19 June 2009
Subject: Thread Re: English Channel Incident, April 29, 1957

From: Fran Ridge
Sketchy but sounds fishy.

Date: Fri, 19 Jun 2009 21:11:22 +0100
From: Martin Shough <parcellular@btinternet.com>
I've done a study of this one too. I have the complete Air Ministry file containing official reports, some radarscope track tracings (a rare bonus!) and quite a few press clippings. Intriguing, possibly explained, but not quite. The Ministry proveably fibbed and fudged this one to make the official explanation - 2 stray Hunter jets on an exercise - sound more convinving than it really was Th reason was the awkward press and parliamentary interest coming in the wake of the RAF West Freugh incident a few weeks earlier (BTW that's another one I have much more information on and I have a longish analysis based on the Ministry file).
Incidemtally thewre was another radar case at Ventnor that July which I have the file on (probable interference)

Date: Sun, 21 Jun 2009 10:41:59 -0400
From: Jan Aldrich <project1947@earthlink.net>
Subject: Re: 1957 English Channel
<>This is from NICAP/The Keyhoe Archives, NICAP did write to the Air Ministry and other officials  concerning various UFO incidents.  I had a small file of such, but I have apparently misplaced, but this is one of the items. I think this shows the virtue of the RADCAT...sketchy information, no matter how much we dislike vague reference do bring out new information.

Date: Sun, 21 Jun 2009 19:05:29 +0100
From: Martin Shough <parcellular@btinternet.com>
Hi Jan
I assume this NICAP correspondence on UK events was via Julian Hennessey? He did a lot and his name appears quite often in the files. This one was never fully released, though, until recent years.
It's more intriguing than the headline story might suggest because not only is the Hawker Hunter explanation fudged (speed about 30% faster than the top speed of a Hunter really was reported by RAF radar, despite denials in Parliament), there was actually another totally independent radar-visual sighting in the same south coast area in an overlapping time frame, also involving two objects, this time observed visually by multiple ground witnesses at Shanklin, IOW, as "extremely bright metallic" and near stationary.
An amateur astronomer phoned RAF Ventnor at 8:00pm and placed tham at 70degs up at 150deg (SE) at about 30,000ft. Ventnor immediately checked with RAF radar at Beachy Head (Sussex - presumably because the visual location was at high elevation from Ventnor and inside the zenithal radar shadow cone). Beachy Head immediately confirmed two contacts at 25,000ft.in the correct area. At the end of the sighting Beachy Head radar was reporting only one object left. Ventnor got on the phone to to the main witness who reported that he now only had one object in sight. The match seems conclusive.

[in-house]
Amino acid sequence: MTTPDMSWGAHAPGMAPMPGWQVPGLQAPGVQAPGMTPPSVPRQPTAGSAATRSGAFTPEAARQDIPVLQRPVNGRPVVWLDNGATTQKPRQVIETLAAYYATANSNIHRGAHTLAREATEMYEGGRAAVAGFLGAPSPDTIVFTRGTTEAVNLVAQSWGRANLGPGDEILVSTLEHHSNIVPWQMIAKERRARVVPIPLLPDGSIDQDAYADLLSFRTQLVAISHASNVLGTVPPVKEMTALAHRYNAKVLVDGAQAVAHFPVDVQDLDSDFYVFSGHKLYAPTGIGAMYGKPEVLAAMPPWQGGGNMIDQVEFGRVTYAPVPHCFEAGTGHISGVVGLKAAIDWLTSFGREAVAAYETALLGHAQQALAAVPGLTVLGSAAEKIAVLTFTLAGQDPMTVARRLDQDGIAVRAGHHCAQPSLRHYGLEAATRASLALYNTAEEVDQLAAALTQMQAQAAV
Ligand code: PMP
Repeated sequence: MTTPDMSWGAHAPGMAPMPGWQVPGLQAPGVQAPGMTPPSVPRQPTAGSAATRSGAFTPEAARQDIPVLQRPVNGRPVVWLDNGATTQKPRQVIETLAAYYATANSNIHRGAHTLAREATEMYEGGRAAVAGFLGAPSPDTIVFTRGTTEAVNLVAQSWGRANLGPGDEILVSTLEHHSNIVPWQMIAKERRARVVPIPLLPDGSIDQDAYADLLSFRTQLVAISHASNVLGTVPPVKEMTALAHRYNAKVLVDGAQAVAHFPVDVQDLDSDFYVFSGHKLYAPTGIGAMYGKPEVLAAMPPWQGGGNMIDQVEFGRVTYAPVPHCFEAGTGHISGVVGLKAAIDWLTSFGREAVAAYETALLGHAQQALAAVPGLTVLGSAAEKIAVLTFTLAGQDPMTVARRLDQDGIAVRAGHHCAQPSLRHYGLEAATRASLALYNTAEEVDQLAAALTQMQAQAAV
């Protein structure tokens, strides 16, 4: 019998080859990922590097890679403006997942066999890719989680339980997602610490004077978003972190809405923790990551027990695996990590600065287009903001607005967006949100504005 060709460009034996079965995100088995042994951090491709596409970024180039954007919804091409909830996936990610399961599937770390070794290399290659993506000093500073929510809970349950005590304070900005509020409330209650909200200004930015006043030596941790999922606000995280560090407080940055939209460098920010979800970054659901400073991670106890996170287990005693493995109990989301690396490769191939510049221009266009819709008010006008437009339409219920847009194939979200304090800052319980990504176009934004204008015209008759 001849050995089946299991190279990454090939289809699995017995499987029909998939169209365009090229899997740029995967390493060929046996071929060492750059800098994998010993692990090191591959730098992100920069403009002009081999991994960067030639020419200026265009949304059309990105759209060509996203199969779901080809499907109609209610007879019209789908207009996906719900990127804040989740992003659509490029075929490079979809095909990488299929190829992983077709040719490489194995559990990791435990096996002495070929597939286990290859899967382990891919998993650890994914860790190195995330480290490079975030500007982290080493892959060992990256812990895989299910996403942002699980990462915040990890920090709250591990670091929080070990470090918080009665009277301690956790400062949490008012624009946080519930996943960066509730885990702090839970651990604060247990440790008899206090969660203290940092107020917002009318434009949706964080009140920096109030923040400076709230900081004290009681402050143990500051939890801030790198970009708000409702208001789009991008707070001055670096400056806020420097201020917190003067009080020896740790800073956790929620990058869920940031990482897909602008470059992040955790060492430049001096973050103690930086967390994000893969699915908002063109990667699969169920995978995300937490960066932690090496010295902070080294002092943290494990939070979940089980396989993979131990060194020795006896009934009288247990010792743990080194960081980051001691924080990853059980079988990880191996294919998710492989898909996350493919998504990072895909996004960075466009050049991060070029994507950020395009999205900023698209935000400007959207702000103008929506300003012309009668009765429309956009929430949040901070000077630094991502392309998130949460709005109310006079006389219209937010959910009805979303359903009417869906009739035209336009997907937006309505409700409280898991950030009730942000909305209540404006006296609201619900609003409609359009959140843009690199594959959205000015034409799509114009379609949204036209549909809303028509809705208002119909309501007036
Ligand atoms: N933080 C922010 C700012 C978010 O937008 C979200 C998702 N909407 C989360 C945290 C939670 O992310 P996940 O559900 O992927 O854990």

These objects were written off as probable balloons, possibly from France, and the coincidence of two pairs of unknowns in the same area at around the same time was put down to coincidence. This is possible. Indeed it's possible that the IOW incident triggered the interception incident, by way of Beachy Head reporting the pair of IOW targets to RAF St Margarets who were the first to pick up the pair of fast UFOs about 3/4 hour later. One can argue that St Margaret's was thus primed to look out for pairs of UFOs and latched onto a pair of Hunters for this reason.(except for the reported speed).
The timing and locations don't fit the theory that the same two objects were responsible for both sightings, and the visual observers did say that their objects resembled balloons - or at least that the main object in 8x binoculars "appeared as a possible balloon", with a second smaller round object appearing behind it. There was no astronomical possibility - Venus was set in the west. But the object got brighter and larger by a factor 2 during 75mins observation, descending westwards down the sky to a point where it got confused with Jupiter (which I confirm was due S at 44 deg elevation at the end of the observation).
FYI I've attached a summary analysis in pdf. As is so often the case, things are too complicated for a clear decision
http://www.nicap.org/reports/AnalysisR&RVSightings.pdf

Date: Sun, 21 Jun 2009 19:20:19 -0300
From: Don Ledger <dledger@ns.sympatico.ca>
Hi Martin,